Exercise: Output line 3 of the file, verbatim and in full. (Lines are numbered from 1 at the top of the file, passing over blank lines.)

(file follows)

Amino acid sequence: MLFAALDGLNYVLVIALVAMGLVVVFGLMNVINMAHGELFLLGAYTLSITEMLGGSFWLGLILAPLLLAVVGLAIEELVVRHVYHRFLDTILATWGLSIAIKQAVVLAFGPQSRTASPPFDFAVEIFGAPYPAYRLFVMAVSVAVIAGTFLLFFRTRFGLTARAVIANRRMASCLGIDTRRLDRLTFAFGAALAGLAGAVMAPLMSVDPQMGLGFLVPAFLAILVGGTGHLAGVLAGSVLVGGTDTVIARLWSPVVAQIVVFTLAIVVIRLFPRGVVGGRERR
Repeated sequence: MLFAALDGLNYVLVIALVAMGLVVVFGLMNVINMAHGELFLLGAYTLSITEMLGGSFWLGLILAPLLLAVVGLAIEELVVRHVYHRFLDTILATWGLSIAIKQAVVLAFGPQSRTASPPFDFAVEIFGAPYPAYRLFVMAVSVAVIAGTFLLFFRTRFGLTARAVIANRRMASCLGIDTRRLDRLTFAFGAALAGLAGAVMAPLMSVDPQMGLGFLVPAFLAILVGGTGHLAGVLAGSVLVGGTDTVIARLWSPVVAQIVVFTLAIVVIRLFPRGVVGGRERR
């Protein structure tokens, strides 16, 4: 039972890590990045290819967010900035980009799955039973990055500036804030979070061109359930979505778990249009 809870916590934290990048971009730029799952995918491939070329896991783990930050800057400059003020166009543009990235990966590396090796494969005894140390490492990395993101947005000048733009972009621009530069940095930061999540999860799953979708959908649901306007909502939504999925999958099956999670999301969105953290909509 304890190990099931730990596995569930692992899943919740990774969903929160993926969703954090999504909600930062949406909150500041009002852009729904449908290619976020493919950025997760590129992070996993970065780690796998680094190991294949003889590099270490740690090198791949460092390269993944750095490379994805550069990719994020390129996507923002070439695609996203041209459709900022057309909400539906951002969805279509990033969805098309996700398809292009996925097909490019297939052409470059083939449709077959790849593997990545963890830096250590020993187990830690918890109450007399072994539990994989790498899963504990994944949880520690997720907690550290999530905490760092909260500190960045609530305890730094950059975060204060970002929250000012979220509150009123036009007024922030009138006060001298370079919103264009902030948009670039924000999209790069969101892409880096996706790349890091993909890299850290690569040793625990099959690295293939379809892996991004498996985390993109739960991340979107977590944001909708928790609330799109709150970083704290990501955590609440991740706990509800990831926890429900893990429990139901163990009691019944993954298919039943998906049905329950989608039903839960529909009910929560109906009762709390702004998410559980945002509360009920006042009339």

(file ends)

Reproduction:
């Protein structure tokens, strides 16, 4: 039972890590990045290819967010900035980009799955039973990055500036804030979070061109359930979505778990249009 809870916590934290990048971009730029799952995918491939070329896991783990930050800057400059003020166009543009990235990966590396090796494969005894140390490492990395993101947005000048733009972009621009530069940095930061999540999860799953979708959908649901306007909502939504999925999958099956999670999301969105953290909509 304890190990099931730990596995569930692992899943919740990774969903929160993926969703954090999504909600930062949406909150500041009002852009729904449908290619976020493919950025997760590129992070996993970065780690796998680094190991294949003889590099270490740690090198791949460092390269993944750095490379994805550069990719994020390129996507923002070439695609996203041209459709900022057309909400539906951002969805279509990033969805098309996700398809292009996925097909490019297939052409470059083939449709077959790849593997990545963890830096250590020993187990830690918890109450007399072994539990994989790498899963504990994944949880520690997720907690550290999530905490760092909260500190960045609530305890730094950059975060204060970002929250000012979220509150009123036009007024922030009138006060001298370079919103264009902030948009670039924000999209790069969101892409880096996706790349890091993909890299850290690569040793625990099959690295293939379809892996991004498996985390993109739960991340979107977590944001909708928790609330799109709150970083704290990501955590609440991740706990509800990831926890429900893990429990139901163990009691019944993954298919039943998906049905329950989608039903839960529909009910929560109906009762709390702004998410559980945002509360009920006042009339």